I've recently started practising TDD and unit testing, with my main primers being the excellent GOOSGBT and a perusal of TDD-tagged questions here on SO.
Occasionally, the process I use creates a "controller" class - generally, a class which is a facade over a fairly complex subsystem where, as the number of features implemented in the subsystem grows, responsibilities are continually driven out into helper classes until the original class has essentially no responsibilities beyond making correct calls to a small set of collaborator classes and shunting the returned information (if any) to its other collaborator classes.
Originally, the tests for the soon-to-be controller classes were written at the level of intention of end-users of the class: "If I make this call, what should be the observable effects that I, as an end-user of the class, actually care about?". But as more and more responsibilities and tests for edge-cases were driven out into helper classes (which are replaced by Test Doubles in the tests for the controller class), these tests began to seem really ... vague and non-specific: they were invariably "happy-path" tests that didn't really seem to get to the heart of the matter. It's hard to explain what I mean, but reading the tests back left me with a kind of "So what? Why did you choose this particular happy-path test over any other? What is the significance? If someone breaks the code, will this test pinpoint the exact reason why the code is now broken?" As time went by, I was more and more strongly inclined to instead write the tests in terms of how the classes' collaborators were supposed to be used together: "the class should call this method on this collaborator, and pass the result to this other collaborator" which gave a much more focussed, descriptive and clearly-motivated set of tests (and generally, the resulting set of tests is small).
This obviously has its flaws: the tests are now strongly coupled to the specifics of the implementation of the controller class, rather than the much more flexible "what would an end-user of this class see that he would care about?". But really, the tests are already quite coupled to it by virtue of the fact that they must configure all of the Test Double collaborators to behave in the exact way required by the implementation to give the correct results from an end-user of the classes' point of view.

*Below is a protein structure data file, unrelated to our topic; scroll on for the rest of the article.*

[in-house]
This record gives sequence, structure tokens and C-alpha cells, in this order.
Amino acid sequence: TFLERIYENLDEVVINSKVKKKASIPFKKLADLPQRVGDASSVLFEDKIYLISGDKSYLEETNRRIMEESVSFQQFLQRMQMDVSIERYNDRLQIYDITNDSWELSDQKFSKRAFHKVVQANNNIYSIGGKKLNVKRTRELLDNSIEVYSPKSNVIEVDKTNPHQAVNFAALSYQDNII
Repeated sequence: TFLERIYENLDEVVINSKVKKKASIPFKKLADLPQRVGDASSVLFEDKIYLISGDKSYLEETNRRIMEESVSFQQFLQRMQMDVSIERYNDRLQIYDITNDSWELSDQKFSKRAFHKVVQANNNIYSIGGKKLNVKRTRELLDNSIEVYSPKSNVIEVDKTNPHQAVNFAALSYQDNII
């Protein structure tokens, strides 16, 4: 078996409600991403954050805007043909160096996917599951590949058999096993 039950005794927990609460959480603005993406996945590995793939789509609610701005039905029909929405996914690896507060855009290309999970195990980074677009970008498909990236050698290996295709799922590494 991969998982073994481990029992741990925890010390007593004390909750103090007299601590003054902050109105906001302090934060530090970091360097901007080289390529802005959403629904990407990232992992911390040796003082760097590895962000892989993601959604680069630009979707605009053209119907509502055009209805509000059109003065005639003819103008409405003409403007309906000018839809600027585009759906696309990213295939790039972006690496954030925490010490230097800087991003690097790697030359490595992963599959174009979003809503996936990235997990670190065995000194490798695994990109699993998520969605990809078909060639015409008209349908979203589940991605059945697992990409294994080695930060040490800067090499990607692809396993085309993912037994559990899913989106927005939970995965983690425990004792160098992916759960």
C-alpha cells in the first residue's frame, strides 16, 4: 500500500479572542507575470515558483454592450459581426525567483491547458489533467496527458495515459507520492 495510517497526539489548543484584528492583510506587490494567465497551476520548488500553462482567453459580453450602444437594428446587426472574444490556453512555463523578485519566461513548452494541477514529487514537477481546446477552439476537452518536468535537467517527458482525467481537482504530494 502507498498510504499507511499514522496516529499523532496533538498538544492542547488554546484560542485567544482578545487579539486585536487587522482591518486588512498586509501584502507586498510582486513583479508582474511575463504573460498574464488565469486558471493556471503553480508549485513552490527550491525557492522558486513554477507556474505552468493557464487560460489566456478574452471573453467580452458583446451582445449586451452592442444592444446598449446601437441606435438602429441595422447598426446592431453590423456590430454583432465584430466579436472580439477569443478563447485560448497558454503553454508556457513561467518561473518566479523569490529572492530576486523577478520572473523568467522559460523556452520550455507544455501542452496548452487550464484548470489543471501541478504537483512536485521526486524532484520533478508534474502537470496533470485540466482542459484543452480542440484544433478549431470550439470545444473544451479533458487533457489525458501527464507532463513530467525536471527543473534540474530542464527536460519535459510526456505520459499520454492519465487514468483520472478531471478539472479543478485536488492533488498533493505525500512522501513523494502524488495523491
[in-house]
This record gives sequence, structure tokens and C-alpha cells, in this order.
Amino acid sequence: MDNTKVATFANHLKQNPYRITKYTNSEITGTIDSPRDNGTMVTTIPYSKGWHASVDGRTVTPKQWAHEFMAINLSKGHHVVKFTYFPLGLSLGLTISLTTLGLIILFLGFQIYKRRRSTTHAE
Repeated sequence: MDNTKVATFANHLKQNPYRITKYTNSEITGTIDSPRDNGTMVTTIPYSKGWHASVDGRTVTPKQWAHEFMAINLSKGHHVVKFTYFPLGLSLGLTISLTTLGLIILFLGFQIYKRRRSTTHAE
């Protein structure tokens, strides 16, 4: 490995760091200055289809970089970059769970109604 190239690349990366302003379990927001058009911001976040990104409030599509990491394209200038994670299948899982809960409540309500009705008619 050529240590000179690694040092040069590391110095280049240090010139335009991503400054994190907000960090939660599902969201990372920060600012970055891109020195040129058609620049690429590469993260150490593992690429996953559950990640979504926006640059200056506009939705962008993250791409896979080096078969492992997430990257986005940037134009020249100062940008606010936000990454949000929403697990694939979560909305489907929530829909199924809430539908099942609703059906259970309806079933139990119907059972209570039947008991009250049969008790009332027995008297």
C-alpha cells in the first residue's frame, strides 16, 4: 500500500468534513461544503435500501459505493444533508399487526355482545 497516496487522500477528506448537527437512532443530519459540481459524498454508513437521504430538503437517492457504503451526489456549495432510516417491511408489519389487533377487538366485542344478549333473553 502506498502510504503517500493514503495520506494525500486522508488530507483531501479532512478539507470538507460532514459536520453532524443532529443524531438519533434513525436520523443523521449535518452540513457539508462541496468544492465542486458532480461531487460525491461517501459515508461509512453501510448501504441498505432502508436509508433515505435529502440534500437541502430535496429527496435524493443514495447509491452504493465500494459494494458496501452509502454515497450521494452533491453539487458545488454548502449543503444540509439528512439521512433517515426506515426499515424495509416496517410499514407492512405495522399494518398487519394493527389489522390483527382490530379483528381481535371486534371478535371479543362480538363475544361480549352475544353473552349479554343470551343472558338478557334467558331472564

So my question is: do fellow TDD'ers find that a minority of classes do little but marshall their (small) set of collaborators around? Do you find keeping the tests for such classes to be written from an end-user of the classes' point of view to be imprecise and unsatisfactory and if so, is it acceptable to write tests for such classes explicitly in terms of how it calls and transfers data between their collaborators?
Hope it's reasonably clear what I'm driving at, here! :)
As a concrete example: one practise project I was working on was a TV listings downloader/ viewer (if you've ever seen "Digiguide", you'll know the kind of thing I mean), and I was implementing a core part of the app - the part that actually updates the listings over the net and integrates the newly downloaded listings into the current set of known TV programs. The interface to this (surprisingly complex when all requirements are taken on board) functionality was a class called ListingsUpdater, which had a method called "updateListings".
Now, end-users of ListingsUpdater only really care about a few things: after listingsUpdate has been called, is the database of TV listings now correct, and were the changes made to the database (adding TV programs, changing them if broadcast changes occurred etc) described to the provided change listeners? When the implementation was a very, very simple "fake it till you make it" type of deal, this worked fine: but as I progressively drove the implementation towards one that would work in the real-world, the "real work" got driven further and further away from ListingsUpdater, until it mainly just marshalled a few collaborators: a ListingsRequestPreparer for assessing the current state of the listings and building HTTP requests for a ListingsDownloader, and a ListingsIntegrator which unpacked the newly downloaded listings and incorporated them (it too delegating to collaborators) into the listings database. Now, note that in order to fulfil the contract of ListingsUpdater from a user's point of view, I must, in the test, instruct its ListingsIntegrator Test Double to populate the (fake) database with the correct data(!), which seems bizarre. It seems much more sensible to drop the "from the end-user of ListingsUpdater's point of view" tests and instead add a test that says "when the ListingsDownloader has downloaded the new listings ensure they are handed over to the ListingsIntegrator".